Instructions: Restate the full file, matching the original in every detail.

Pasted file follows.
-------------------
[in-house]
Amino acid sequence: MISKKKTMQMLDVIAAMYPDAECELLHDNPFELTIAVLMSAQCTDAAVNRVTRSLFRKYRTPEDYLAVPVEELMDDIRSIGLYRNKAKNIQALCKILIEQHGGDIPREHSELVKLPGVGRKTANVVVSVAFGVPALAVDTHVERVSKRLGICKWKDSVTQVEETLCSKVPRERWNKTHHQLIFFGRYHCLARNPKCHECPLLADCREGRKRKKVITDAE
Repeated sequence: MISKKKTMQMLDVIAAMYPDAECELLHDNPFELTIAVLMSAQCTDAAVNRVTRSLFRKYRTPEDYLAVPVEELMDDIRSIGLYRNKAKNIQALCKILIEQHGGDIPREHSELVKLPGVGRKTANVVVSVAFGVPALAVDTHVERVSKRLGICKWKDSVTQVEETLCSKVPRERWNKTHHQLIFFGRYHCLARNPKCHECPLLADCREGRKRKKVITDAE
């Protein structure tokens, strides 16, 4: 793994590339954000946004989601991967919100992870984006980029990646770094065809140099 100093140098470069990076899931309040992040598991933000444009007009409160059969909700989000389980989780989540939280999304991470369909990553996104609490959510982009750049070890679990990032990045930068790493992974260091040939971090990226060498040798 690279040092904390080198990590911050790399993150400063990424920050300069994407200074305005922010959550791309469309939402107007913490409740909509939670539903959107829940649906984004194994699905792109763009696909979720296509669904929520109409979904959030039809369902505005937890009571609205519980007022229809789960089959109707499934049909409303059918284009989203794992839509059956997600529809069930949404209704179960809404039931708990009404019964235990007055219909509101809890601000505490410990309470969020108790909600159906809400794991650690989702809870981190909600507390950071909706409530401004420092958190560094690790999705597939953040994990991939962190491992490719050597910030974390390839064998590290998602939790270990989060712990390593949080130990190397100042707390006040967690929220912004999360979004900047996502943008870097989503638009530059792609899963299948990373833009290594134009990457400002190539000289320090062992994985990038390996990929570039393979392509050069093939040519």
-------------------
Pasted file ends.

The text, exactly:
[in-house]
Amino acid sequence: MISKKKTMQMLDVIAAMYPDAECELLHDNPFELTIAVLMSAQCTDAAVNRVTRSLFRKYRTPEDYLAVPVEELMDDIRSIGLYRNKAKNIQALCKILIEQHGGDIPREHSELVKLPGVGRKTANVVVSVAFGVPALAVDTHVERVSKRLGICKWKDSVTQVEETLCSKVPRERWNKTHHQLIFFGRYHCLARNPKCHECPLLADCREGRKRKKVITDAE
Repeated sequence: MISKKKTMQMLDVIAAMYPDAECELLHDNPFELTIAVLMSAQCTDAAVNRVTRSLFRKYRTPEDYLAVPVEELMDDIRSIGLYRNKAKNIQALCKILIEQHGGDIPREHSELVKLPGVGRKTANVVVSVAFGVPALAVDTHVERVSKRLGICKWKDSVTQVEETLCSKVPRERWNKTHHQLIFFGRYHCLARNPKCHECPLLADCREGRKRKKVITDAE
């Protein structure tokens, strides 16, 4: 793994590339954000946004989601991967919100992870984006980029990646770094065809140099 100093140098470069990076899931309040992040598991933000444009007009409160059969909700989000389980989780989540939280999304991470369909990553996104609490959510982009750049070890679990990032990045930068790493992974260091040939971090990226060498040798 690279040092904390080198990590911050790399993150400063990424920050300069994407200074305005922010959550791309469309939402107007913490409740909509939670539903959107829940649906984004194994699905792109763009696909979720296509669904929520109409979904959030039809369902505005937890009571609205519980007022229809789960089959109707499934049909409303059918284009989203794992839509059956997600529809069930949404209704179960809404039931708990009404019964235990007055219909509101809890601000505490410990309470969020108790909600159906809400794991650690989702809870981190909600507390950071909706409530401004420092958190560094690790999705597939953040994990991939962190491992490719050597910030974390390839064998590290998602939790270990989060712990390593949080130990190397100042707390006040967690929220912004999360979004900047996502943008870097989503638009530059792609899963299948990373833009290594134009990457400002190539000289320090062992994985990038390996990929570039393979392509050069093939040519």